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How Much Did the CARES Act Help Households Stay Afloat?
Widespread job losses starting in mid-March last year forced many households to rely more heavily on nonemployment income and liquid assets on hand to continue buying what they needed. Federal assistance through the Coronavirus Aid, Relief, and Economic Security Act helped boost household resilience—the ability to sustain consumption despite the loss of employment income. Data suggest that the aid increased household resilience by 15 weeks, chiefly through enhanced unemployment insurance benefits. Among racial groups, this benefited Black and Hispanic households the most, raising median ...
Rising Wildfire Risk for the 12th District Economy
The growing risk from natural disasters is a key economic effect of climate change. Severe wildfires are a leading example, and they are particularly important for the western states that make up the 12th Federal Reserve District. Analyzing data on wildfire hazard and economic activity confirms that these states are substantially more exposed to wildfire risk than the rest of the country. This gap in regional wildfire risk is likely to grow over time as climate change continues.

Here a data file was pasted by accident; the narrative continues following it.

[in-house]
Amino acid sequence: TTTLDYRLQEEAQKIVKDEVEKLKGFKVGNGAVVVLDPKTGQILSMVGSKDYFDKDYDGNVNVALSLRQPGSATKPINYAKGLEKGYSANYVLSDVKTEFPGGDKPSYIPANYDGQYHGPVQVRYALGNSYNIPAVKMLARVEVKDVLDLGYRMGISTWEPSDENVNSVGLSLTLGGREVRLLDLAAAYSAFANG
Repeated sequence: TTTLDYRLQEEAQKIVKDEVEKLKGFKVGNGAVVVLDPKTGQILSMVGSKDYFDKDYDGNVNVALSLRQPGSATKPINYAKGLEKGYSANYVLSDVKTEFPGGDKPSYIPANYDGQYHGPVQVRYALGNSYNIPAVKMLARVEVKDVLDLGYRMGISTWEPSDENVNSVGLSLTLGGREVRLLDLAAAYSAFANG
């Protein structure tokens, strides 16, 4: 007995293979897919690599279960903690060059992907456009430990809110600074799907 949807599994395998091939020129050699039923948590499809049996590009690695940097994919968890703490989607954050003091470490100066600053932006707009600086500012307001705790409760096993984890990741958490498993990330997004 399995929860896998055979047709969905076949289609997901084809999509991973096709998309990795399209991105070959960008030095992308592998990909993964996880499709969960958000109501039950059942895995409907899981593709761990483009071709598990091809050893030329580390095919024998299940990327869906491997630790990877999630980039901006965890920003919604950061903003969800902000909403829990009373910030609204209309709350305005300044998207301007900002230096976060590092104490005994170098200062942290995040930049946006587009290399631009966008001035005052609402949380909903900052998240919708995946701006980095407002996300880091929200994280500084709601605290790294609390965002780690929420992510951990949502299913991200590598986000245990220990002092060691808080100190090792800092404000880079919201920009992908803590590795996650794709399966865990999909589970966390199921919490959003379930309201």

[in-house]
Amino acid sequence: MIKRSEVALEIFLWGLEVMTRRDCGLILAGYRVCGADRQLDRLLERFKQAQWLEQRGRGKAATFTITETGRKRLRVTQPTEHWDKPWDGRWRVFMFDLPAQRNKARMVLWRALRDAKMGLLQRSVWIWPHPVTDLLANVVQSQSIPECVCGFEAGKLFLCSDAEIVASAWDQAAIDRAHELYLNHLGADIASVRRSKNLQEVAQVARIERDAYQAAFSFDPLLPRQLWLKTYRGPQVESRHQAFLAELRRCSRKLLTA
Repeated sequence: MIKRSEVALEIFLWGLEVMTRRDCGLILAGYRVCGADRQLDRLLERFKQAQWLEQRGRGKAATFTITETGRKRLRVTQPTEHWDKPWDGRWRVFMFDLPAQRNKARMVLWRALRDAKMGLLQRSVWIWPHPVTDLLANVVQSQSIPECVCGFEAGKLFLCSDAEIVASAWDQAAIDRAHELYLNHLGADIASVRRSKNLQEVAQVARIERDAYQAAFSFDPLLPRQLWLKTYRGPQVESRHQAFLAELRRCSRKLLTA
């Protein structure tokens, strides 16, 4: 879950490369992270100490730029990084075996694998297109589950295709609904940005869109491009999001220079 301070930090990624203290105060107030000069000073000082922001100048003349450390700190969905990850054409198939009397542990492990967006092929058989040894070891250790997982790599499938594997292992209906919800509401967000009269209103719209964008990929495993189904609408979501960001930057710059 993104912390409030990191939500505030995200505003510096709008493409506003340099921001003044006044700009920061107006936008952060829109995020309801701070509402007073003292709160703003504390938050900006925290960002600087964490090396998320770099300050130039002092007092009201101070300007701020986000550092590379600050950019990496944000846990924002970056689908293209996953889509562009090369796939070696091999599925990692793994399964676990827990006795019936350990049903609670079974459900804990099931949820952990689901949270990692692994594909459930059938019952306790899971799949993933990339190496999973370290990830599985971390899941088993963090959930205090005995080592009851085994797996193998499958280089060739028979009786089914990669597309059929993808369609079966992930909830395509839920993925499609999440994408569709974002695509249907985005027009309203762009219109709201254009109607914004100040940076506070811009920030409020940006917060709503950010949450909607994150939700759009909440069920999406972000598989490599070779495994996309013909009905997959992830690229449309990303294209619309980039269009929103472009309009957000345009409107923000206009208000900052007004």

Can the Income-Expenditure Discrepancy Improve Forecasts?
Gross domestic income and gross domestic product?GDI and GDP?measure aggregate economic activity using income and expenditure data, respectively. Discrepancies between the initial estimates of quarterly growth rates for these two measures appear to have some predictive power for subsequent GDP revisions. However, this power has weakened considerably since 2011. Similarly, the first revision to GDP growth has less predictive power in forecasting subsequent revisions since 2011. One possible explanation is that evolving data collection and estimation methods have helped improve initial GDP and ...